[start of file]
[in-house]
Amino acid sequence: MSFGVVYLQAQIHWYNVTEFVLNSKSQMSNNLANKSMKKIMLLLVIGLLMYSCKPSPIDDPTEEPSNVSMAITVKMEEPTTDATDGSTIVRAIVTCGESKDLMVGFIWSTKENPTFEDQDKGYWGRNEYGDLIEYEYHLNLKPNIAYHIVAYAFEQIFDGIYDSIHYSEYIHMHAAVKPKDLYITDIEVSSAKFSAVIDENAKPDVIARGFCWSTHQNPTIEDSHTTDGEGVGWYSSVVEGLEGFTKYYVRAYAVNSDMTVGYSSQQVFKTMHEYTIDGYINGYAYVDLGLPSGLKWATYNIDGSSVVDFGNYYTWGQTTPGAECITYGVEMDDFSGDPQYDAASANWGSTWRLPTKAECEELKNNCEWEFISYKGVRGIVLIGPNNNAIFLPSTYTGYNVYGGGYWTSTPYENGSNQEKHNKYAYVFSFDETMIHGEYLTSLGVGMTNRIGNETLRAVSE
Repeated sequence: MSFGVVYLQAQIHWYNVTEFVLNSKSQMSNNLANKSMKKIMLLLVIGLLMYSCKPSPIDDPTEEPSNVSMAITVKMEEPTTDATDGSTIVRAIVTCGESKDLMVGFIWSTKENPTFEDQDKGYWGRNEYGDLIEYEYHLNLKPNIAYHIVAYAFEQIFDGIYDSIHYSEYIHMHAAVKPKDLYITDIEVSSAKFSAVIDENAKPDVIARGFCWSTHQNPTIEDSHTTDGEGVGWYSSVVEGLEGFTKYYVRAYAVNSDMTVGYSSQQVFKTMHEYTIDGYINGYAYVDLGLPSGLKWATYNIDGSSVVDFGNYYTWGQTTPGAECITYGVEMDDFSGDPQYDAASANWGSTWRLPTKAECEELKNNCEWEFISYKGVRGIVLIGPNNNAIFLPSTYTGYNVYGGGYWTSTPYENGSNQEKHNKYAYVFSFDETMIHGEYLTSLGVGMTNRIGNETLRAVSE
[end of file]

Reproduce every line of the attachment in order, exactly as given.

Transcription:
[in-house]
Amino acid sequence: MSFGVVYLQAQIHWYNVTEFVLNSKSQMSNNLANKSMKKIMLLLVIGLLMYSCKPSPIDDPTEEPSNVSMAITVKMEEPTTDATDGSTIVRAIVTCGESKDLMVGFIWSTKENPTFEDQDKGYWGRNEYGDLIEYEYHLNLKPNIAYHIVAYAFEQIFDGIYDSIHYSEYIHMHAAVKPKDLYITDIEVSSAKFSAVIDENAKPDVIARGFCWSTHQNPTIEDSHTTDGEGVGWYSSVVEGLEGFTKYYVRAYAVNSDMTVGYSSQQVFKTMHEYTIDGYINGYAYVDLGLPSGLKWATYNIDGSSVVDFGNYYTWGQTTPGAECITYGVEMDDFSGDPQYDAASANWGSTWRLPTKAECEELKNNCEWEFISYKGVRGIVLIGPNNNAIFLPSTYTGYNVYGGGYWTSTPYENGSNQEKHNKYAYVFSFDETMIHGEYLTSLGVGMTNRIGNETLRAVSE
Repeated sequence: MSFGVVYLQAQIHWYNVTEFVLNSKSQMSNNLANKSMKKIMLLLVIGLLMYSCKPSPIDDPTEEPSNVSMAITVKMEEPTTDATDGSTIVRAIVTCGESKDLMVGFIWSTKENPTFEDQDKGYWGRNEYGDLIEYEYHLNLKPNIAYHIVAYAFEQIFDGIYDSIHYSEYIHMHAAVKPKDLYITDIEVSSAKFSAVIDENAKPDVIARGFCWSTHQNPTIEDSHTTDGEGVGWYSSVVEGLEGFTKYYVRAYAVNSDMTVGYSSQQVFKTMHEYTIDGYINGYAYVDLGLPSGLKWATYNIDGSSVVDFGNYYTWGQTTPGAECITYGVEMDDFSGDPQYDAASANWGSTWRLPTKAECEELKNNCEWEFISYKGVRGIVLIGPNNNAIFLPSTYTGYNVYGGGYWTSTPYENGSNQEKHNKYAYVFSFDETMIHGEYLTSLGVGMTNRIGNETLRAVSE